5 Myths About Teaching Learners With Special Educational Needs

Really good thoughts on how to approach SENs in your class.
Putting labels aside is the first and biggest step, I think, although it can be difficult at times, particularly when your students and their parents are already somewhat prejudiced themselves. It’s an odd circumstance, when they feel they will be treated differently, mostly because – in my experience – they are used to that behaviour from previous schools or teachers. You as a teacher might not consider a student with SENs as someone who needs to be approached in a particular way, but what if their parents expect you to?

Oxford University Press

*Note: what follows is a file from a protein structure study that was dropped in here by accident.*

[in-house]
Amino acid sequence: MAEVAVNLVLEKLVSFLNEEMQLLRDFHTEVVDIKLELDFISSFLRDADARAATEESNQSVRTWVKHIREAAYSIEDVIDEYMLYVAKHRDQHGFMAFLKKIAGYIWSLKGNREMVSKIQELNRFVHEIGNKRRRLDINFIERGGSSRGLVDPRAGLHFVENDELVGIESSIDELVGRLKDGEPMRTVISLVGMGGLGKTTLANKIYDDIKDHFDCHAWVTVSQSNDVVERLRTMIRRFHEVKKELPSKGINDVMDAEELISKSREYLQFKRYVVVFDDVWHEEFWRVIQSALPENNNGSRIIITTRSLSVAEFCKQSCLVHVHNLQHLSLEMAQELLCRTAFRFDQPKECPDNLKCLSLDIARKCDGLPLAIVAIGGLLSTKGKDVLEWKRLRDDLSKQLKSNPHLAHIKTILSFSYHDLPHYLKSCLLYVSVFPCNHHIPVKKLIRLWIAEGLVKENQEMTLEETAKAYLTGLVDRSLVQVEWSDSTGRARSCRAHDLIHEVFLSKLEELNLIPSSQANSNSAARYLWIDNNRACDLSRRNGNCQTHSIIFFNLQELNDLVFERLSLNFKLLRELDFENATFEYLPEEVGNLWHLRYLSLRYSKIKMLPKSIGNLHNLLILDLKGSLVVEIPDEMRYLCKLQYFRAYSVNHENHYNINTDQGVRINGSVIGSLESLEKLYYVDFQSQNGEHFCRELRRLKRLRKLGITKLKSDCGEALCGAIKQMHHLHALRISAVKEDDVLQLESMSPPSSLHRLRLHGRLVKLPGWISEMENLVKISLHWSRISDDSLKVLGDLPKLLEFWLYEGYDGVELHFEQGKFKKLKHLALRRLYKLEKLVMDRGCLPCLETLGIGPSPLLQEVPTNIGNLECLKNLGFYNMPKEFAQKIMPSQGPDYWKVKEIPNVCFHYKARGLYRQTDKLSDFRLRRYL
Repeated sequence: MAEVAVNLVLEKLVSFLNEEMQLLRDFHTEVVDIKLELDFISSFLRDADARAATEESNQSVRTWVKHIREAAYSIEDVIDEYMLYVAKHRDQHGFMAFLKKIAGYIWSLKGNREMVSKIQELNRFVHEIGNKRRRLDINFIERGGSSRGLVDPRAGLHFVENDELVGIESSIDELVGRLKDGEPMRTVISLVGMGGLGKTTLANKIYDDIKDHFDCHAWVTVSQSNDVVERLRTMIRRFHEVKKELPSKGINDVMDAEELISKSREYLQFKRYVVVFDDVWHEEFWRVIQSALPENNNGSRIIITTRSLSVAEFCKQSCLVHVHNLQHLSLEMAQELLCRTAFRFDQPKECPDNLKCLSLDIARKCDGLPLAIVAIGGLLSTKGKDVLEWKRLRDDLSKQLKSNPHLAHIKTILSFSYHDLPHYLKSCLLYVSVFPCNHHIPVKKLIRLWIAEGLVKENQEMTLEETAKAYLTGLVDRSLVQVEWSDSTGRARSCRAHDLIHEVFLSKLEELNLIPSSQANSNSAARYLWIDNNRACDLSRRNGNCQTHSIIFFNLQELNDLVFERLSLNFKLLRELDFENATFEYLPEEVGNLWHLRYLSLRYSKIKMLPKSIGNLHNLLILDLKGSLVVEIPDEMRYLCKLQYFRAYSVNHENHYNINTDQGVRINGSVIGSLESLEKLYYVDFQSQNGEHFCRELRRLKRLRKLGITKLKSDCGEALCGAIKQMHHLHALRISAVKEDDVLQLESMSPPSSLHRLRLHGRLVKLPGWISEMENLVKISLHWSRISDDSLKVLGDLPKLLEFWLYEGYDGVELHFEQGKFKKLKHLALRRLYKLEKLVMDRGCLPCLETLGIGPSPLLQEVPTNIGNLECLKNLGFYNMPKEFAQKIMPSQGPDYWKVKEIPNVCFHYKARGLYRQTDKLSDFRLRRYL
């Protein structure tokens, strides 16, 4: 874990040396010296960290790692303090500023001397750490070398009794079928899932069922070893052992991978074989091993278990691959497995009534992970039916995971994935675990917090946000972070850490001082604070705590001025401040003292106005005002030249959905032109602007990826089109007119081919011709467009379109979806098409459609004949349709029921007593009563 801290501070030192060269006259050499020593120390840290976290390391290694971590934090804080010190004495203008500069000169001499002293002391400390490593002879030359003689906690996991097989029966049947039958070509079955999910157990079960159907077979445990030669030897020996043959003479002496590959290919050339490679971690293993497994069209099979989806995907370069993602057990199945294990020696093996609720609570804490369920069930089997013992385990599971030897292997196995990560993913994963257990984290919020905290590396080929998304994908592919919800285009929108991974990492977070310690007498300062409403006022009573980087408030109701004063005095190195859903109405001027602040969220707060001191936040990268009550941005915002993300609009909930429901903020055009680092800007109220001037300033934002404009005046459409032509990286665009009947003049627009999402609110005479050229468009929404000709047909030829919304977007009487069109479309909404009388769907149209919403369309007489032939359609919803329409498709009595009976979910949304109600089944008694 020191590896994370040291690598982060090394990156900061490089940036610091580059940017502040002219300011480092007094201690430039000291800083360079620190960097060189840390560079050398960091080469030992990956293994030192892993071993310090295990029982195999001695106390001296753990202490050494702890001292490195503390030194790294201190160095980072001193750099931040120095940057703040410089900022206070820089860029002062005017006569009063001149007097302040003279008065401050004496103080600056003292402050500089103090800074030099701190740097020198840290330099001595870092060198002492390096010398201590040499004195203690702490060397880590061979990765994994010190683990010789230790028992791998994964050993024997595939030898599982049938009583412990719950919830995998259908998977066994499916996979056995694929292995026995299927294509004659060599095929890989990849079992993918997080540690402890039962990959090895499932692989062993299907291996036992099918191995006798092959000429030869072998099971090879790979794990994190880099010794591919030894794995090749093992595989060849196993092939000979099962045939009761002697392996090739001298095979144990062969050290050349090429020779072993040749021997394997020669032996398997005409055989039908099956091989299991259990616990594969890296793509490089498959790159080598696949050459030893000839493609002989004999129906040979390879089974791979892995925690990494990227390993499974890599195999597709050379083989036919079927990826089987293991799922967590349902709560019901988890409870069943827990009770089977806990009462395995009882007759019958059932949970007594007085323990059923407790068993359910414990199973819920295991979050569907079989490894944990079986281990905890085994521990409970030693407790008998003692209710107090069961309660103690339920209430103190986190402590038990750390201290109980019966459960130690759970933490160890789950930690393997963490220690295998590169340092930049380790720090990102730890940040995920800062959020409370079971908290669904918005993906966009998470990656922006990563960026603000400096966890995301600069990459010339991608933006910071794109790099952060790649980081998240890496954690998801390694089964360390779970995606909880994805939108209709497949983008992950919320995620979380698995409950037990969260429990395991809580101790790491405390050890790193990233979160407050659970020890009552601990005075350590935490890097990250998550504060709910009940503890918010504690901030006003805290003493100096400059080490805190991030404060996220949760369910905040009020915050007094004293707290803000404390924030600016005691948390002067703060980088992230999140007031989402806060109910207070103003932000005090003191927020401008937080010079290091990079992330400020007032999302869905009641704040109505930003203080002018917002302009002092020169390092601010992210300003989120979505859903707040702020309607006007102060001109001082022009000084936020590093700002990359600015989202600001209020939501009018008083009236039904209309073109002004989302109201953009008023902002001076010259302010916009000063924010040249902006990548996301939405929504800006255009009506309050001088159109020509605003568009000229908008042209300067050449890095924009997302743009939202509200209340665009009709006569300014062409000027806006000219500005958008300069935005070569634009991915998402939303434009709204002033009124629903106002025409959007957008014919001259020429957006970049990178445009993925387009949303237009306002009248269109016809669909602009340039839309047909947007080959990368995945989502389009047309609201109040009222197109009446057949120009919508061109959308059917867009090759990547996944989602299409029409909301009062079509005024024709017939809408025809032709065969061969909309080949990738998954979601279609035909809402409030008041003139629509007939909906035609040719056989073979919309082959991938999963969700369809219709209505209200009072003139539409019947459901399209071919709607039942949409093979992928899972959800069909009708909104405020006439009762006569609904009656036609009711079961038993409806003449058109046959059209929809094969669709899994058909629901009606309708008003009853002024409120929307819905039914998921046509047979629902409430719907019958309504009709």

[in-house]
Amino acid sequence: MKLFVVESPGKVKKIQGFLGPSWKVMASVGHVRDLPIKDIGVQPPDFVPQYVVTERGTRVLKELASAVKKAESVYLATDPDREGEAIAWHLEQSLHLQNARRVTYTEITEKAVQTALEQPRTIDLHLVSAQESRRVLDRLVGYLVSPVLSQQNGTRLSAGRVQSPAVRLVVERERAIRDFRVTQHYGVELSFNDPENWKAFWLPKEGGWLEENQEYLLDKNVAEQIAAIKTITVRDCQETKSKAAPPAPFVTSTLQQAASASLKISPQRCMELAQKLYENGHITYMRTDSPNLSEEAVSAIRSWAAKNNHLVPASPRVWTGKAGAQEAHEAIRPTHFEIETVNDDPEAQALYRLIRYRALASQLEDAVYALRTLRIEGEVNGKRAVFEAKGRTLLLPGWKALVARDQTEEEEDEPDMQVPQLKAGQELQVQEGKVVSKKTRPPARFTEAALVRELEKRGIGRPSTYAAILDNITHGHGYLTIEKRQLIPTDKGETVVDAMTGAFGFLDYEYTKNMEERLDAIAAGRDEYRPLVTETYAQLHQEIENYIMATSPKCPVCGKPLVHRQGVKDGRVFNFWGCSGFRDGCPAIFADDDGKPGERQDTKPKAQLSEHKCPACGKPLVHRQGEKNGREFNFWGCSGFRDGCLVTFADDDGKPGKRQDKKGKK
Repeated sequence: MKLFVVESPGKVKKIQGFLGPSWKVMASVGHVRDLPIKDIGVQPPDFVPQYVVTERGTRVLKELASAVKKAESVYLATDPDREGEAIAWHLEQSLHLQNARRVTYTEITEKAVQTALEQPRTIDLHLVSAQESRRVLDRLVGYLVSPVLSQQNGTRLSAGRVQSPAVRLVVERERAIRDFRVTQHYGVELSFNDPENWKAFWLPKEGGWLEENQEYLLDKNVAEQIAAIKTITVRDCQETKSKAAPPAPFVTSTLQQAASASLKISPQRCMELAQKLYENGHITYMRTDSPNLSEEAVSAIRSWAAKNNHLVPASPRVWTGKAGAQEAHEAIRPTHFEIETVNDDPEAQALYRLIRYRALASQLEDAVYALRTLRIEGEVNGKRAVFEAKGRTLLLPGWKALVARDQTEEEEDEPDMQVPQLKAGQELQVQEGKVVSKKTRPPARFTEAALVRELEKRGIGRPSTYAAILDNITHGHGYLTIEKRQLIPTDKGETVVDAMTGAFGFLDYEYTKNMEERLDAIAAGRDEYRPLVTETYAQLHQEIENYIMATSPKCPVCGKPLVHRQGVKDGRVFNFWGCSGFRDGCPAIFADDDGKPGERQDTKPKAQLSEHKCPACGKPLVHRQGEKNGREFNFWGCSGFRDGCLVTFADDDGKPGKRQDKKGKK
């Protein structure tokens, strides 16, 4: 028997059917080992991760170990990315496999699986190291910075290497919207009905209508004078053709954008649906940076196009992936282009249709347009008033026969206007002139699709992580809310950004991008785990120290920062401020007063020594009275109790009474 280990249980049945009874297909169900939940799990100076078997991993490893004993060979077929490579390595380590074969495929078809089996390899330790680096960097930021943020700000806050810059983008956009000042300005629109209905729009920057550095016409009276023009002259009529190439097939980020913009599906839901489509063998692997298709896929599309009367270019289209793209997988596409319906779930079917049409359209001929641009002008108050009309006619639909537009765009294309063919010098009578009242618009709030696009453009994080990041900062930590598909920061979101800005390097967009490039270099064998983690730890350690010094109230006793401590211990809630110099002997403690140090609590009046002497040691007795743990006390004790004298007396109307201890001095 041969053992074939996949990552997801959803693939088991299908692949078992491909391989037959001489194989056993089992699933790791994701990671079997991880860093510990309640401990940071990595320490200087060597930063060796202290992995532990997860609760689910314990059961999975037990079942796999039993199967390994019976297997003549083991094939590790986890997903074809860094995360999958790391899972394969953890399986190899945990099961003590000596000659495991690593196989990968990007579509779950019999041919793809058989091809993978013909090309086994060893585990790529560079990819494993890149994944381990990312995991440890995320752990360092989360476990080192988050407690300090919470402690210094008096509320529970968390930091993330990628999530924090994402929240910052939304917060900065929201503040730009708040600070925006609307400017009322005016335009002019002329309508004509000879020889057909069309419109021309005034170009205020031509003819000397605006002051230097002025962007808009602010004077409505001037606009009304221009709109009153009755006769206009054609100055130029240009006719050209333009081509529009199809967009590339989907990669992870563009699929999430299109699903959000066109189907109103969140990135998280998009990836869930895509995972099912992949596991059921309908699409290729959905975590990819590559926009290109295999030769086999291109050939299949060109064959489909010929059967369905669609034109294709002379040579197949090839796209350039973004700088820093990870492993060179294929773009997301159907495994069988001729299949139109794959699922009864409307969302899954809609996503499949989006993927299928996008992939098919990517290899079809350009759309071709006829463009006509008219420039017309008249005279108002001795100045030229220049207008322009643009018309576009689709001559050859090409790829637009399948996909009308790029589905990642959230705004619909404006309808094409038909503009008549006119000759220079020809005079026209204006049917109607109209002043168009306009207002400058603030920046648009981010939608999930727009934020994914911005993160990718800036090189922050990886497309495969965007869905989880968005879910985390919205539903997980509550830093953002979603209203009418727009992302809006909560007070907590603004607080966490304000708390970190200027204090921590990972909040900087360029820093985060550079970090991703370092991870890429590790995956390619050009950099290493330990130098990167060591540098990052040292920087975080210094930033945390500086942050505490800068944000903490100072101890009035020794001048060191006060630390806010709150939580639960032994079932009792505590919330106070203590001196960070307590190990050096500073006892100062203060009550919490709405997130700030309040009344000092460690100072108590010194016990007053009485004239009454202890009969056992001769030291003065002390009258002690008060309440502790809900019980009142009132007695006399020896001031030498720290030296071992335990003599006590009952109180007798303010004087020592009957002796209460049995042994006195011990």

Group of friends in a circle from belowMarie Delaney is a teacher, trainer, educational psychotherapist and author of ‘Teaching the Unteachable’ (Worth). She has worked extensively with pupils with Special Educational Needs and trains teachers in this area.

Do you have learners with special educational needs (SENs) in your class? Have you had any training for teaching these learners? Probably not.

In many countries across the world governments are promoting a policy of inclusion for learners with SENs. However, there is often a gap in training and resources for teachers to implement this. This has led many teachers to feel anxious and insecure about their teaching skills. There are some common fears and misconceptions which make a lot of teachers anxious.

5 myths that make teachers anxious

  1. You have to be a specially trained teacher to teach learners with SENs
    Not true. Good teaching strategies will benefit all learners. Good classroom management and a positive attitude are things…

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